By Dash Radosti
As consumer-related COVID-19 litigation continues, the courts are sending airlines an important reminder: vouchers are not the same as refunds. However, there is a catch – courts are limiting this holding to the plain text of the contract between flyers and carriers.
Two recent federal cases reiterated this principle: Ide v. British Airways PLC, No. 1:2020cv03542 – Document 53 (SDNY 2021) (J. Furman) and Bombin v. Southwest Airlines, Civil No. 5:20-cv-01883-JMG, (EDPA 2021) (J. Gallagher). While the facts of these cases vary, the complaints’ gravamen are the same – customers whose flights were canceled due to COVID-19 wanted full cash refunds instead of vouchers.
Ide is especially notable for Judge Jesse Furman’s strong treatment against issuing vouchers instead of refunds. Quoting cases from the 7th Circuit Court of Appeals, the court explains that “compensation in kind is worth less than cash of the same nominal value.” Judge Furman then quickly dispensed with British Airways’ position that the flyers suffered no damage because they received a voucher instead of a cash refund.
The Ide court relied on the language within the four corners of British Airways’ ticket contract to reach its result, primarily because only breach of contract, with narrow exceptions, survives preemption under the Airline Deregulation Act (ADA) when a consumer sues an air carrier. In Ide, British Airways stated that a flyer would get either a refund or a rescheduling at their convenience if the airline canceled the flight. Although the defendant tried to argue a voucher was the equivalent of rescheduling, the court rejected the argument. The contract said nothing about vouchers, and, in any event, vouchers had many more terms and conditions than a rescheduling at a flyer’s convenience.
Bombin similarly interpreted a Contract of Carriage (COC)—this time, it was Southwest’s–in favor of the consumer. Southwest’s COC stated, “Carrier will either transport the Passenger at no additional charge . . . refund the fare . . . or provide a credit.” The court explained that this clause made it seem as if the airline had discretion to select among those remedies. However, the court then interpreted specific language in the customer service agreement within the COC that made it seem as if the consumer had the right to make the choice. The court interpreted this as ambiguity and denied a motion to dismiss.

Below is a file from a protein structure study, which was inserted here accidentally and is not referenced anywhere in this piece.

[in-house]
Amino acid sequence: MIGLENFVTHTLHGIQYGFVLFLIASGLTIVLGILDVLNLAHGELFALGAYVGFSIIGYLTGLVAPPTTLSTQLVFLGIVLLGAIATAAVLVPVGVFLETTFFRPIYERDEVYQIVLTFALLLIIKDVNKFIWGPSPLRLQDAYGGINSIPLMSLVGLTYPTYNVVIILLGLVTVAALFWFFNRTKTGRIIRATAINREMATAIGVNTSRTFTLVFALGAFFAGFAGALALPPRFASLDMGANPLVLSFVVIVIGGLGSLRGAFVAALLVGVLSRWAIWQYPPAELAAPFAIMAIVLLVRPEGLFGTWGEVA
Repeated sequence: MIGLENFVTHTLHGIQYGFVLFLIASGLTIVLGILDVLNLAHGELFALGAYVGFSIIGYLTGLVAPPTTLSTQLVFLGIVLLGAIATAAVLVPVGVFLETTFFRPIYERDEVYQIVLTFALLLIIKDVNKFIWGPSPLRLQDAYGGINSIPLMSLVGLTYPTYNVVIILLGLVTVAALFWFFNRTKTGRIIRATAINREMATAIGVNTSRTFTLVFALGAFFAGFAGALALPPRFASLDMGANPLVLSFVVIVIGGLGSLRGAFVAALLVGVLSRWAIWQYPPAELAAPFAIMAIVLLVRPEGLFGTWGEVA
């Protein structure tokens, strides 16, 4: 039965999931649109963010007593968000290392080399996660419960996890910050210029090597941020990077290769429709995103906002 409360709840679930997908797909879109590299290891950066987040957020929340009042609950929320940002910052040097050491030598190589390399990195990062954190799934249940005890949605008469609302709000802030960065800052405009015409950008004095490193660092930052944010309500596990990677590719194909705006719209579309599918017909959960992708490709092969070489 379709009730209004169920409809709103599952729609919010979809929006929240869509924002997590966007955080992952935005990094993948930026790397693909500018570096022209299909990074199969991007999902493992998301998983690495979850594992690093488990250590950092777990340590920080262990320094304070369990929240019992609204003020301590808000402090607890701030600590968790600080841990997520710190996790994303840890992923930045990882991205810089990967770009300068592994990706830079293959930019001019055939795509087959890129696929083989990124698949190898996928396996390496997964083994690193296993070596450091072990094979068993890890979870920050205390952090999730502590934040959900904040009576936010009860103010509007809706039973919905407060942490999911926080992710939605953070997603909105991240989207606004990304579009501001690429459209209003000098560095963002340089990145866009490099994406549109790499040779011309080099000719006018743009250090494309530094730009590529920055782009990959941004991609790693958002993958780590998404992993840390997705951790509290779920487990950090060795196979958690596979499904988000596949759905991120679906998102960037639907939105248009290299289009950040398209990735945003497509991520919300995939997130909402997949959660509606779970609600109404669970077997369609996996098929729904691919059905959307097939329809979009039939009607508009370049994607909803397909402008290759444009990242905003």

Both Ide and Bombin show that, at least at the motion to dismiss stage, courts prefer to interpret the airline contract in favor of allowing a full refund. As shown in Bombin, this includes loosely reading in another agreement referenced in generality by the carriage contract.
But there are limits to how far courts will go. In Rudolph v. United Airlines Holdings, Inc., et al., No. 1:2020cv02142 – Document 65 (N.D. Ill. 2021)(J. Durkin), United Airlines had a legal agreement that specifically authorized vouchers for force majeure events. However, the plaintiffs cleverly alleged that United did not cancel its flights because of a force majeure, but rather, to save money.
The court largely agreed that these allegations created a dispute of fact that could not be resolved at the pleading stage. However, the court did dismiss the claims of a plaintiff who received a voucher for a canceled flight to Costa Rica after Costa Rican authorities shut down the airport. That, the court explained, was a proper force majeure event, and per the contract, allowed United to give a voucher.
The upshot of these recent cases is that courts continue to be skeptical that vouchers are adequate replacements for cash refunds. However, given the strong preemption of all claims outside of breach of contract, consumer remedies remain limited to the four corners of their contract with the airlines. How airlines react, and whether they change the terms of their agreements, remains to be seen.
Dash Radosti is a third year law student at Georgetown University Law Center.